16 July 2019
If you have been looking for a credible and concise explanation of the successive election triumphs of BJP since 2014, this book may satisfy you. Prashant Jha, a senior journalist with Hindustan Times, has done a neat job in analysing the various strategies adopted by the BJP leadership in tackling the election challenges faced in states such as U.P, Bihar,Assam, Manipur, Haryana etc in 2017, conducted just after the demonetisation debacle in 2016. Surprisingly, it is not Modi ( though he acknowledges the ' Modi Hawa ' ), but the party president, Amit Shah, whom Jha presents as the hero. He draws largely on his own experiences in covering the lead states of U.P and Bihar as well as extensive conversations with middle-level BJP and Sangh Parivar leaders involved in the actual efforts to come out with a detailed account of how Shah & his dedicated team analysed the various caste equations in North India and fashioned strategies to capture vote banks like OBCs and Dalits, which were hitherto beyond the reach of BJP in previous polls. Jha is able to flesh out well, in ground level realities, terms like ' Hindu consolidation' , ' social engineering ', ' religious polarisation' , ' Muslim appeasement' etc. Weaning away powerful local leaders to its fold, picking up local issues for highlighting conveniently in campaigns, playing on the feelings of insecurity of groups, especially the majority religion, avoiding inconvenient topics like cow slaughter killings, the travails of the demonetisation etc are some of the strategies that worked for BJP in their conquest of North Indian states. Especially interesting is the way Modi was positioned as ' Garibon ka Neta ', after the effective lampooning as ' Suit Boot ki Sarkar ' by Rahul Gandhi. Jha also dissects incisively how BJP's caste arithmetic lets it down in Bihar against a foe like Lalu, equally adept at such games. The book describes, though briefly, the inside story of BJP's transition from the heartlands to states beyond such as Assam, Kashmir, Manipur etc as a force to reckon with. Jha gives credit for this to an upcoming BJP leader of RSS lineage, Ram Madhav. One of the most interesting chapters is the one wherein Jha outlines the strong relationship between BJP and the organs of the Sangh Parivar like the RSS, VHP etc and how the latter works silently and effectively in election times for BJP victories. The final point Jha makes is worth noting :- whether the BJP hegemony will continue to flourish in elections ( it did in 2019 ! ) will depend on three major factors, viz. the state of the opposition parties ( pitiable ), BJP's own record in power ( a mixed bag at best ), and the party's own ability to manage its basic internal contradictions, i.e declaring ' sabkasath sabkavikas ' as its main plank while condoning things like ' gau raksha ', perception of the party as dominated by upper castes while championing the cause of Dalits & OBCs, to name two.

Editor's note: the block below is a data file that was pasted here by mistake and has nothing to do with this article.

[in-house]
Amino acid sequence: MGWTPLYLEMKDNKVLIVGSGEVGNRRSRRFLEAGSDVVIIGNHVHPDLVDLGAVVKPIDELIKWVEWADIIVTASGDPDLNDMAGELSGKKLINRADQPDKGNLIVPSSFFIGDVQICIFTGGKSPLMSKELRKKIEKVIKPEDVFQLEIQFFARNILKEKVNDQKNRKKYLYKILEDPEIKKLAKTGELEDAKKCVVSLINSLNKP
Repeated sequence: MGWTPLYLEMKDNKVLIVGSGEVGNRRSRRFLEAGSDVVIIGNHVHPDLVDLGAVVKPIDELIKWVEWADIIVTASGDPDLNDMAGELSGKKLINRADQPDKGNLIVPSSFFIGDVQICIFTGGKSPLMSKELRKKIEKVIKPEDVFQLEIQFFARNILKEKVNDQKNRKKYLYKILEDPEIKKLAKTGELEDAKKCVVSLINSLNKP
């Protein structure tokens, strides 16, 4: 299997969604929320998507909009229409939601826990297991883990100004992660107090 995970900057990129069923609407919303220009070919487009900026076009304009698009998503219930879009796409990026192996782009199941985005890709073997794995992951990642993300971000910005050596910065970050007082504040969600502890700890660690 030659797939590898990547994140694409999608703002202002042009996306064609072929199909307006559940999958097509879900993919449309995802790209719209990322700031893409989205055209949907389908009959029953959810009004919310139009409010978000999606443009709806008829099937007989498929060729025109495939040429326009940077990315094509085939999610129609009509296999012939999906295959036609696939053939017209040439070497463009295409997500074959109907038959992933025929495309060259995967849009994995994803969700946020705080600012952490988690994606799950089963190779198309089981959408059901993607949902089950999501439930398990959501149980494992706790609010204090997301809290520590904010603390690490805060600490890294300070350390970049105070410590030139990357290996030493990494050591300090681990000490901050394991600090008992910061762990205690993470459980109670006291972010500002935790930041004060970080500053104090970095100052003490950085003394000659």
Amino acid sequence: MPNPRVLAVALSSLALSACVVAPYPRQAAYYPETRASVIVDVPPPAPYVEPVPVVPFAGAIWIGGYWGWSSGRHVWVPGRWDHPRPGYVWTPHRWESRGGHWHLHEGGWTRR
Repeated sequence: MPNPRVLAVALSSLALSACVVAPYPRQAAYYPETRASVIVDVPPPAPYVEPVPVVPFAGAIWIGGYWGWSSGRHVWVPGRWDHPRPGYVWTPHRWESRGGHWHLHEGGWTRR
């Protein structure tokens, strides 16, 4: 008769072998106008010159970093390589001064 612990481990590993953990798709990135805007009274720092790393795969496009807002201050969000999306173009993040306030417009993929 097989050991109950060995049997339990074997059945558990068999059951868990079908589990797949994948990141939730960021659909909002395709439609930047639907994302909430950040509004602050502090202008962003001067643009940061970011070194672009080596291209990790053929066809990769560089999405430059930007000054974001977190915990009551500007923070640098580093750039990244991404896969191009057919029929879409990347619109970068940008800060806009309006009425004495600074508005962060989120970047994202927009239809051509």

All in all, a well-written, concise, balanced account of India's ruling party's election strategies, useful both to the lay reader and, hopefully, to the Opposition politicians.